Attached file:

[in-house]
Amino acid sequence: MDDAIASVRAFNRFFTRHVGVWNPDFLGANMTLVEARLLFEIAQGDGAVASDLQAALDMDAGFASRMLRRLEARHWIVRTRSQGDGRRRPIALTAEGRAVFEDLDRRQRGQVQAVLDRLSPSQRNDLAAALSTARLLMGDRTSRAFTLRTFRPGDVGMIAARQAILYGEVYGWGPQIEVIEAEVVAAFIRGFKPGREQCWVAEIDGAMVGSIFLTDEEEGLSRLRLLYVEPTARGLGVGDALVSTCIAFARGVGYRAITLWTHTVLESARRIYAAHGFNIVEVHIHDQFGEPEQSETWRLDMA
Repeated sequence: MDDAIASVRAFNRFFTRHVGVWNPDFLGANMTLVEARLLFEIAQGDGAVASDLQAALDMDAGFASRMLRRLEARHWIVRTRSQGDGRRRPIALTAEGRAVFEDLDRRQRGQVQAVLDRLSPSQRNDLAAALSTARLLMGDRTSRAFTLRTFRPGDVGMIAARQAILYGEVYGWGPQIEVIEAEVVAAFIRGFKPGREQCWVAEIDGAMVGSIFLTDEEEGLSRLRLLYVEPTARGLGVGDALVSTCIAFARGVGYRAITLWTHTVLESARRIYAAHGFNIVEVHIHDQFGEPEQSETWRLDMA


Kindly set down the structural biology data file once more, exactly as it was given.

[in-house]
Amino acid sequence: MDDAIASVRAFNRFFTRHVGVWNPDFLGANMTLVEARLLFEIAQGDGAVASDLQAALDMDAGFASRMLRRLEARHWIVRTRSQGDGRRRPIALTAEGRAVFEDLDRRQRGQVQAVLDRLSPSQRNDLAAALSTARLLMGDRTSRAFTLRTFRPGDVGMIAARQAILYGEVYGWGPQIEVIEAEVVAAFIRGFKPGREQCWVAEIDGAMVGSIFLTDEEEGLSRLRLLYVEPTARGLGVGDALVSTCIAFARGVGYRAITLWTHTVLESARRIYAAHGFNIVEVHIHDQFGEPEQSETWRLDMA
Repeated sequence: MDDAIASVRAFNRFFTRHVGVWNPDFLGANMTLVEARLLFEIAQGDGAVASDLQAALDMDAGFASRMLRRLEARHWIVRTRSQGDGRRRPIALTAEGRAVFEDLDRRQRGQVQAVLDRLSPSQRNDLAAALSTARLLMGDRTSRAFTLRTFRPGDVGMIAARQAILYGEVYGWGPQIEVIEAEVVAAFIRGFKPGREQCWVAEIDGAMVGSIFLTDEEEGLSRLRLLYVEPTARGLGVGDALVSTCIAFARGVGYRAITLWTHTVLESARRIYAAHGFNIVEVHIHDQFGEPEQSETWRLDMA